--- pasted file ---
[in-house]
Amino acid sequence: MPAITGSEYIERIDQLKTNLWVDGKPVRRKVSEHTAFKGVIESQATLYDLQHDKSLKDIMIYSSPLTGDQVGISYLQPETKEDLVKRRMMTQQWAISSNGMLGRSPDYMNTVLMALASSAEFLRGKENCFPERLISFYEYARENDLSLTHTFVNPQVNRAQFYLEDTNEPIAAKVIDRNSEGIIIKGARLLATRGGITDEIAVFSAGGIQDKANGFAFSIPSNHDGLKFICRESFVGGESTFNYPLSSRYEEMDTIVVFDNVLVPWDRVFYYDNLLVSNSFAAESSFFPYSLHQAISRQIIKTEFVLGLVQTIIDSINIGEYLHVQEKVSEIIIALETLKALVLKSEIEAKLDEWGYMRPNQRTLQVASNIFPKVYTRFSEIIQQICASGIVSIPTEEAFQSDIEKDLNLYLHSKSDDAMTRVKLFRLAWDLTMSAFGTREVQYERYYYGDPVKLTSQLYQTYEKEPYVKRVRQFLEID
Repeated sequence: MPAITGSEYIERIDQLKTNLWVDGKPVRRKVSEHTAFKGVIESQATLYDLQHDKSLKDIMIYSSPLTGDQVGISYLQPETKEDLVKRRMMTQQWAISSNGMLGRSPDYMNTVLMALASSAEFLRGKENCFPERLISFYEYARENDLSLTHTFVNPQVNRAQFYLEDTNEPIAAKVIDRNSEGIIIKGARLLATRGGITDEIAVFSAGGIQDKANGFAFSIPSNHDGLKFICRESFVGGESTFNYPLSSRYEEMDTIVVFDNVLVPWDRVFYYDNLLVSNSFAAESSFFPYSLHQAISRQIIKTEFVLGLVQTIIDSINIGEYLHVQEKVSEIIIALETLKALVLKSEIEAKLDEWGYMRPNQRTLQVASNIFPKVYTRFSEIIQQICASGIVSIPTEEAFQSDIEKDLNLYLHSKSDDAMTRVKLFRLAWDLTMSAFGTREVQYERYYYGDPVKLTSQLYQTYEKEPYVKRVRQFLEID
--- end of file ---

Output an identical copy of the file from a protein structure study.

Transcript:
[in-house]
Amino acid sequence: MPAITGSEYIERIDQLKTNLWVDGKPVRRKVSEHTAFKGVIESQATLYDLQHDKSLKDIMIYSSPLTGDQVGISYLQPETKEDLVKRRMMTQQWAISSNGMLGRSPDYMNTVLMALASSAEFLRGKENCFPERLISFYEYARENDLSLTHTFVNPQVNRAQFYLEDTNEPIAAKVIDRNSEGIIIKGARLLATRGGITDEIAVFSAGGIQDKANGFAFSIPSNHDGLKFICRESFVGGESTFNYPLSSRYEEMDTIVVFDNVLVPWDRVFYYDNLLVSNSFAAESSFFPYSLHQAISRQIIKTEFVLGLVQTIIDSINIGEYLHVQEKVSEIIIALETLKALVLKSEIEAKLDEWGYMRPNQRTLQVASNIFPKVYTRFSEIIQQICASGIVSIPTEEAFQSDIEKDLNLYLHSKSDDAMTRVKLFRLAWDLTMSAFGTREVQYERYYYGDPVKLTSQLYQTYEKEPYVKRVRQFLEID
Repeated sequence: MPAITGSEYIERIDQLKTNLWVDGKPVRRKVSEHTAFKGVIESQATLYDLQHDKSLKDIMIYSSPLTGDQVGISYLQPETKEDLVKRRMMTQQWAISSNGMLGRSPDYMNTVLMALASSAEFLRGKENCFPERLISFYEYARENDLSLTHTFVNPQVNRAQFYLEDTNEPIAAKVIDRNSEGIIIKGARLLATRGGITDEIAVFSAGGIQDKANGFAFSIPSNHDGLKFICRESFVGGESTFNYPLSSRYEEMDTIVVFDNVLVPWDRVFYYDNLLVSNSFAAESSFFPYSLHQAISRQIIKTEFVLGLVQTIIDSINIGEYLHVQEKVSEIIIALETLKALVLKSEIEAKLDEWGYMRPNQRTLQVASNIFPKVYTRFSEIIQQICASGIVSIPTEEAFQSDIEKDLNLYLHSKSDDAMTRVKLFRLAWDLTMSAFGTREVQYERYYYGDPVKLTSQLYQTYEKEPYVKRVRQFLEID